Terry Riley - Reed Streams / Les Yeux Fermés & Lifespan (Elision Fields CDs)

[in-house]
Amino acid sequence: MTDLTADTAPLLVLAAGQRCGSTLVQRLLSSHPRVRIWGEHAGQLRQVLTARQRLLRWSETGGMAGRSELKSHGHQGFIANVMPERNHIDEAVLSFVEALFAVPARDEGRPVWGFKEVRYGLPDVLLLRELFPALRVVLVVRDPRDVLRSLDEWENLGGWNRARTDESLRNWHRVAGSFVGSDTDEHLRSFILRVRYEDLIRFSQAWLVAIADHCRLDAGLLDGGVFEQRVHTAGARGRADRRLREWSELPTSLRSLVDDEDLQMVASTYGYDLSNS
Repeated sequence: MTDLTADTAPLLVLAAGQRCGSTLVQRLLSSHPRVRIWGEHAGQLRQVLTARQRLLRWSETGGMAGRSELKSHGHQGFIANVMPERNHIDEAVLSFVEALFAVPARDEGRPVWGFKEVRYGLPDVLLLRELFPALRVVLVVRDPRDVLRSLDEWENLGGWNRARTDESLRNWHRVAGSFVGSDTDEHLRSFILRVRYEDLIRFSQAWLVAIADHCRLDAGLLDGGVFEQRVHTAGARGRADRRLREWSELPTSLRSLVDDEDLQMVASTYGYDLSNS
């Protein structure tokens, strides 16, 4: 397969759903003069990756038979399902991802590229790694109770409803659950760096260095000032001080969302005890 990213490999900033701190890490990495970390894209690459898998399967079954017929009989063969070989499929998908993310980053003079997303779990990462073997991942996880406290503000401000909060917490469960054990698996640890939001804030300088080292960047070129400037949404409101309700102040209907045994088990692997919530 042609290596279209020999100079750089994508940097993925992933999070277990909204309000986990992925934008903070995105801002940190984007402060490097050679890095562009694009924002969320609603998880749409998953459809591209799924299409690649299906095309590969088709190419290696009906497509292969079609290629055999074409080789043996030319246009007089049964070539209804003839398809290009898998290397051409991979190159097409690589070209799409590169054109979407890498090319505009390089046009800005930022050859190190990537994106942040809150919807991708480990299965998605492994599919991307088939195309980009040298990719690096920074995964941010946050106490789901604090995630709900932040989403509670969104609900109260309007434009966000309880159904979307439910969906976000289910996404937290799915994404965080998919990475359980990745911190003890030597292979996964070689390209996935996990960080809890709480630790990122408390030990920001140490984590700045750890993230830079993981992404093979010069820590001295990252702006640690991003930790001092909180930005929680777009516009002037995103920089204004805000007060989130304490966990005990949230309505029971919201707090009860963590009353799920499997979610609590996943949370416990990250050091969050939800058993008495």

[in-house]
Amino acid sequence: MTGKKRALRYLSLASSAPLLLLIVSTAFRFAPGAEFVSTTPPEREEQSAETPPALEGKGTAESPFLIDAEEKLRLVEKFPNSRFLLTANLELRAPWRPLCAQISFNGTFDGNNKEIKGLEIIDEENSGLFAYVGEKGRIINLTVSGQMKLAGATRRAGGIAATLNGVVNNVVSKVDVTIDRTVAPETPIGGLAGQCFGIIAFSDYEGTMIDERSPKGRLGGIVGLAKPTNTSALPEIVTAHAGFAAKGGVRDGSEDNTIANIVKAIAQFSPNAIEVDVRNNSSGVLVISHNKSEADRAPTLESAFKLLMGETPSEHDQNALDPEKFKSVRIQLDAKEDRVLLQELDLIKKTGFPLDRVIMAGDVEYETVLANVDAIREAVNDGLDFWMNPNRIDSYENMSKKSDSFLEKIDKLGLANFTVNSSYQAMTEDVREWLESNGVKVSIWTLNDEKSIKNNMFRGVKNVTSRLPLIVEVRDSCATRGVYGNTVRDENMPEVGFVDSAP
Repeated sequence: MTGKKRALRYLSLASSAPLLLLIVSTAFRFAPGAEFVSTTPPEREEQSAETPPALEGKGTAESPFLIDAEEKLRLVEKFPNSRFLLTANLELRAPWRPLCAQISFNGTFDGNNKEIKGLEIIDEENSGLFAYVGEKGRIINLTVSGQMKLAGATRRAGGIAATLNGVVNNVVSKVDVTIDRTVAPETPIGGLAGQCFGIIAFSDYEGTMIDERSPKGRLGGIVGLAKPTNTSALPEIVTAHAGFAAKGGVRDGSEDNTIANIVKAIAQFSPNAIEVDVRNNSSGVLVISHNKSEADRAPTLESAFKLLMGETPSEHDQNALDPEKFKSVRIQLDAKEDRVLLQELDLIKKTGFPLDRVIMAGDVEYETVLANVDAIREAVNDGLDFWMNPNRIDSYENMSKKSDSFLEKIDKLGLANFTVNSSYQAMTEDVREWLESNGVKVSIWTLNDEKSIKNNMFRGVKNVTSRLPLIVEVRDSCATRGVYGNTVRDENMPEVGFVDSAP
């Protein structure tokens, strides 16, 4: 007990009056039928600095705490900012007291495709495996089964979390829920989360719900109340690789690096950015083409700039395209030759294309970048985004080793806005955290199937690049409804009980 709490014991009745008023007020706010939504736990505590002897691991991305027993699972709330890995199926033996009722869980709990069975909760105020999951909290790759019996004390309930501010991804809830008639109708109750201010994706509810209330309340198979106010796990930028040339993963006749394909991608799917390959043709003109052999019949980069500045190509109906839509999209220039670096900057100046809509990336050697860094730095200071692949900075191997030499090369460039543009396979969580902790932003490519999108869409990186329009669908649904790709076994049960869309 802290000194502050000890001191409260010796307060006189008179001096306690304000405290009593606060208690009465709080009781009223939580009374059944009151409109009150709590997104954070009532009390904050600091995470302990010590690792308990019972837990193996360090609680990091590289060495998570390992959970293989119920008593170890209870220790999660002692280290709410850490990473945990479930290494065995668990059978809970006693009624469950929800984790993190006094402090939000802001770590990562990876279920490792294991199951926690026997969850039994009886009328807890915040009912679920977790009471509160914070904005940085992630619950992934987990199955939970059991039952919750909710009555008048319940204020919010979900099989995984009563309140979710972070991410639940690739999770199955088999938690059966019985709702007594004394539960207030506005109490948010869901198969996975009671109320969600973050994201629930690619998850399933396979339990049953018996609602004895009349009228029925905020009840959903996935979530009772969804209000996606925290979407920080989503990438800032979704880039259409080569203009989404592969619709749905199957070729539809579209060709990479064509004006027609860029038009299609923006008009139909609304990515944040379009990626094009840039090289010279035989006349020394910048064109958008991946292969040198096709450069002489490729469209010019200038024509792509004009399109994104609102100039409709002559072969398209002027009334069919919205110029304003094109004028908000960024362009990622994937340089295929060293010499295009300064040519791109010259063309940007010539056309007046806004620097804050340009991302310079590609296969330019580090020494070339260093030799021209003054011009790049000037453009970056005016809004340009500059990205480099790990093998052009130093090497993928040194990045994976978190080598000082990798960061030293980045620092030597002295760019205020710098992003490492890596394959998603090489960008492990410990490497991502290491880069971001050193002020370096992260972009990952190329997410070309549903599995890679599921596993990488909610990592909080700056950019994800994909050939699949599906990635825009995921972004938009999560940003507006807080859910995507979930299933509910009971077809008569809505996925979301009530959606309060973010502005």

More reissues! I couldn't pass up the chance to tell you all about two records you surely must've heard or heard of by now. Elision Fields have undertaken the task of reissuing long-gone slices from the Organ of Corti's Terry Riley Archive Series, I believe the first was "Poppy Nogood and the Phantom Band: All Night Flight" (which I reviewed last year or whenever it came about) and these are the two newest. "Reed Streams" is a reissue of Riley's first record from 1966, originally containing the "Untitled Organ" and "Dorian Reeds" pieces, remastered here and joined up with a 1970 performance of "In C" by Montreal's L'Infonie. Must've missed that one. The latter record reissues two 1970's Riley soundtracks on one CD: 1972's "Les Yeux Fermés" and 1974's "Lifespan". It's the first time either has seen a CD release, and Elision Fields have remastered everything from the original tapes.